The waters were now choppy but nothing serious. Just right in our face as we headed back.

The winds had picked up fast so the waves were as yet still small and with a narrow bay, not able to build to any size. yet.Our progress back was hampered by the fact that we wanted to hit the slipway where the car was parked before dark, and tacking back and forth the bay would not do it. So no sails. Motor only. The wind speeds were about 40 kph sustained with 50 kph gusts. Windy but still quite comfortable. I have had the Pathfinder in this wind before. Wind speeds increased, and bands of rain could be seen on the other side of the bay, We were going to get wet today it seemed.About 20 minutes into the trip back then wind was now quite gusty and putting a 4ft swell on the waves with breakers. I knew this would be about as bad as this bay would get being inland some so I wasn't worried. Pikake rose and fell with the waves and cut through more sending spray flying, but not in the boat. We were comfortable and as yet still dry. If we were not Travor would hardly be using his wife's camera to take these pictures. She'd kill him for certain. As strange as it may seem, it was actually kind of fun riding the surf and all the sea crashing about. Hardly ocean cruising but fun all the same. The sails down, centerboard partially down and motor chugging along, we were in no danger of capsizing. or even taking on water.Those rain bands were surely to nail us eventually though. Wet skins on, and gear pushed forward out of the coming rains, we were ready. But it was not to be, the rain bands split and we motored up the middle and hardly a drop fell on us. It was very cool to watch all around the rain and wind yet be dry as we neared the slipway. Back do dry land and ready to load up, the wind and rain in the far off distance. Even a rainbow capped off our trip. What a way to end the season. We are definitely coming back here next year. I even told my neighbour Peter about this area. Him and his wife are avid kayaker's and this inland waterway would be the perfect spot for a kayak camping trip. Random island I figure would take 2 days to navigate in a kayak and plenty of places to stop for a night.I made a note of the ramp conditions and taking a picture helps me remember. Low tide actually works best here for launching Pikake. But high is good too. We headed home and discussed next years many trips we'll take and the other new places we'll explore. but that's for next year.

I have to unload the boat and prepare it for the oncoming winter. We will be getting snow soon.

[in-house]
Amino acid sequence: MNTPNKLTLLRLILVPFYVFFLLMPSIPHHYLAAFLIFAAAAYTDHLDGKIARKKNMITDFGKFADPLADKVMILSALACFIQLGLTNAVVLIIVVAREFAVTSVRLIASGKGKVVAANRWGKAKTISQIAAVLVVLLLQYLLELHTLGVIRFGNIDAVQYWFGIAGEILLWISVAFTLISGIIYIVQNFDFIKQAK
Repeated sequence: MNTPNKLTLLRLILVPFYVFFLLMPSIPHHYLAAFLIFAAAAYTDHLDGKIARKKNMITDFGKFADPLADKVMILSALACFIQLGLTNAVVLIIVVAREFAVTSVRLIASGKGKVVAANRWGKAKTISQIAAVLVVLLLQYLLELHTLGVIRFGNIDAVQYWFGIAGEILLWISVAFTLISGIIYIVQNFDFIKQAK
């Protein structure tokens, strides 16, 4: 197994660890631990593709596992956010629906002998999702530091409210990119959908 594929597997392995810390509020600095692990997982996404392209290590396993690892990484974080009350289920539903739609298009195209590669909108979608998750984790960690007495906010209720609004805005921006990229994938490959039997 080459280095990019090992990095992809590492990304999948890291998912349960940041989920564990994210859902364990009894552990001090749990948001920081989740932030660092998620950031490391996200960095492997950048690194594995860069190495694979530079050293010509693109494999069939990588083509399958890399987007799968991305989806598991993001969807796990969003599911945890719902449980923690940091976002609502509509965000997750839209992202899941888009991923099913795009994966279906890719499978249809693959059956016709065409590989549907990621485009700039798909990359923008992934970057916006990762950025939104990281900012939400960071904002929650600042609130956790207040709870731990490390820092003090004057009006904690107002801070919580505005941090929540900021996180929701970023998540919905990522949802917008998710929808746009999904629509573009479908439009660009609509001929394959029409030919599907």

Monday, September 28, 2009

Upcoming projects

With summer officially over and days growing ever shorter there's probably 2 or 3 good full sailing days left to enjoy. I will still try to get a primer trip to Random Island for a day sail to scout the area for future trips, but time is running out quickly. A sharp eye will be kept on weekend weather for sure.
But with winter coming my attention is turning to winter storage issues and projects to tie me over until next sailing season. I have house issues to attend to I know and that will take some time, but its an afterthought in time compared to building the boat. One of my small projects will be a "Chuck Box" or camp kitchen or kitchen in a box. Chuck box is what the southern US folk seemed to have labeled this. It is as simple as it sounds, literally a kitchen contained within a box. Their easy to find on the Internet and are customized for their owners uses and tastes. They normally contain space for a propane or gas stove, all the pots, pans, utensils, cooking aids, cleaning agents drying and cleaning cloths, spices and other items. Mine will be built to be used on Pikake and on shore. On board it will sit on the floor and have the stove on top. The doors will swing up for table surfaces. Below is a picture I found as an example of what one looks like.
The Pikake version will be even more compact and lighter to make carrying ashore easier, and hopefully water resistant. I will draw up plans based on the Colman fuel stove I have and my pot set. More details will be shown as I develop them.
In an unrelated topic, Rick Coreless has been progressing on his Pathfinder over in BC. His deck looks very professional and the time taken to get to this point is certainly paying off. His site can be found to the side in my links list. Keep it up Rick.

Thursday, September 24, 2009

Kelly's Island run